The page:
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Looking Back on The Hunger Games and YA Dystopia

By Sarah Druhan


Photo: The Hollywood Reporter – Source


It’s difficult to forget just how inescapable the ‘teen dystopia’ genre was in the world of 2010s pop culture. Starting with Suzanne Collins’s novel and 2012 film The Hunger Games, similar franchises like Divergent and The Maze Runner quickly developed cult followings and ended up defining a lot of the early teen years of Gen Z. However, despite their initial popularity, it became clear that no other YA dystopia series quite had Hunger Games’ cultural presence.


After years of no real replications of this success, the genre gradually petered out. It’s sometimes tempting to dismiss the whole feverishly popular trend as a parade of soulless cash grabs, but it’s also worth taking a look back. What exactly was it that made The Hunger Games so wildly effective when all the films that it inspired never found the same footing?


First of all, as it usually happens when Hollywood attempts to profit on a recent trend, the resulting Hunger Games plagiarists took much of the bare-bones structure of their predecessor, but failed to replicate any of its heart. While The Hunger Games’ protagonist Katniss Everdeen—a young woman from the part of the country that suffers most under the antagonistic ruling class she rebels against—made sense as a main character, The Maze Runner never quite gives us the same insight into its equivalent Thomas.


Thomas gradually becomes the leader of a group of amnesiac teen boys trying to escape the maze-entrapped ‘Glade’ that they each one day woke up in. While this plot is relatively entertaining, it doesn’t have much else. Thomas’s amnesia is an interesting plot point, but as the series progresses it seems like it was thrown in just to be interesting. The eventual reveal that he used to work with the creators of the mysterious ‘maze’ is a shocking plot twist, but it doesn’t amount to much other than just being shocking. Once the characters escape from their prison and into the dystopian world outside, The Maze Runner’s two sequels lose a lot of substance—while the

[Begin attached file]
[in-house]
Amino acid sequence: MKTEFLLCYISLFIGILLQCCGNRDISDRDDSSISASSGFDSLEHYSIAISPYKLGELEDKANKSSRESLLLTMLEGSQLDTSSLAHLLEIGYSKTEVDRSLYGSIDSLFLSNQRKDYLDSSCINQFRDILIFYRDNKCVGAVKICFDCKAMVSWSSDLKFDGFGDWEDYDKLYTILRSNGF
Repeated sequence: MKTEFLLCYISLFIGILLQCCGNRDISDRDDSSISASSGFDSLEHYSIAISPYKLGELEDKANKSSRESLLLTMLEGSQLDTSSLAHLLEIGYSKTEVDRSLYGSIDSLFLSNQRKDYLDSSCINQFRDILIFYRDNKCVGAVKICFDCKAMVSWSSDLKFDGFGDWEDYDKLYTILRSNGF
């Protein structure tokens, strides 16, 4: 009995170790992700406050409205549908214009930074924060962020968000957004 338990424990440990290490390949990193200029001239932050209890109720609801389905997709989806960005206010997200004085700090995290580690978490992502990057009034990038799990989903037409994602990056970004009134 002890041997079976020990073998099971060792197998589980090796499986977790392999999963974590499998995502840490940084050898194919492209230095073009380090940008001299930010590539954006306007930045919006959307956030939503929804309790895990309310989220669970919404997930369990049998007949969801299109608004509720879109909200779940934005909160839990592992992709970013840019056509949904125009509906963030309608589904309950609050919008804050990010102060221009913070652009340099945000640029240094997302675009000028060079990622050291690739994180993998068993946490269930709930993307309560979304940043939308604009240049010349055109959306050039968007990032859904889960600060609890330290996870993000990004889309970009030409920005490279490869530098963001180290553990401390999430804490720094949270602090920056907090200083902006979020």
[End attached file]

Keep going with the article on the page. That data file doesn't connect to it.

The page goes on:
filmmakers of the adaptation had thrown in enough elements to keep the audience’s attentions in the first installment, their ‘dystopia’ ultimately had nothing to really drive towards.


Likewise, while the Divergent trilogy was relatively popular, all three of its films were critically panned. Its central idea of the population being sorted into five ‘factions’ is somewhat similar to the ‘districts’ of The Hunger Games, but the only purpose of Divergent’s ‘factions’ seemed to be to generate personality quizzes and to get audiences talking about which faction they would be in. The setup of Divergent’s society and its central romance were interesting enough for a time, but the series as a whole never used these elements to really say anything, and so never had any true momentum.


These movies of the teen dystopian era fell flat because their creators were operating off the very commercialism and corporate hollowness that the dystopia is designed to lampoon. In not understanding the fundamentals of the genre, they essentially worked against everything that was supposed to give their films meaning. Because so many plot devices of The Hunger Games were ripped off to create lesser films, it tends to get lumped into the same category.


But The Hunger Games stands leagues apart because of one stark difference. In actually understanding the nature of dystopian fiction, it intentionally uses these devices to develop a legitimate commentary about contemporary issues. The ‘Hunger Games’ themselves were not just exciting plot points like The Maze Runner’s maze, but representations of how people in power force those beneath them to struggle against each other, distracting from who they should actually be fighting.


Like Divergent’s Tris and Four, the romantic subplots in The Hunger Games attracted public vitriol for being ‘tropey’ and redundant to the narrative. In reality, the infamous Hunger Games love triangle was very effectively used to develop both Katniss’s character and the story’s most important themes. It’s not about whether Katniss chooses Gale Hawthorne or Peeta Mellark, but whether she will choose Gale’s willingness to conform to the same corrupt ‘games’ of the powerful Capitol or the open defiance of the Capitol’s methods that she shows alongside Peeta. In the first installment’s climax, Katniss and Peeta’s attempt to poison themselves rather than fight for the win was included not for romantic reasons, but rather to establish one of the story’s most essential themes. Together they elect to not be pawns in the ‘games’ of the rich and powerful, and in uniting against their actual enemy they take one step closer to real victory.


The Hunger Games series succeeds because, unlike its corporate copycats, it actually utilizes its dystopian setting to propose an extremely relevant message. It is about seeing the systems designed by those in power to divert those below them from the real problem. It is about how justice can only be achieved by refusing to participate in these systems. The teen romances and exciting competitions weren’t thrown in just to fuel the plot, but were intentionally and effectively used to develop the story toward the last film’s final haunting line: There are much worse games to play. It’s a pressing message that has only grown more timely every year since Mockingjay -- Part 2’s 2015 release, but was lost in the public’s focus on ‘the love triangle’ and the immediate attempts by movie studios to cash in on it. One might worry this would steal from The Hunger Games’ well-deserved legacy, but the commercialistic blindness to its true message may have actually given The Hunger Games the ultimate victory—it completely proved its point.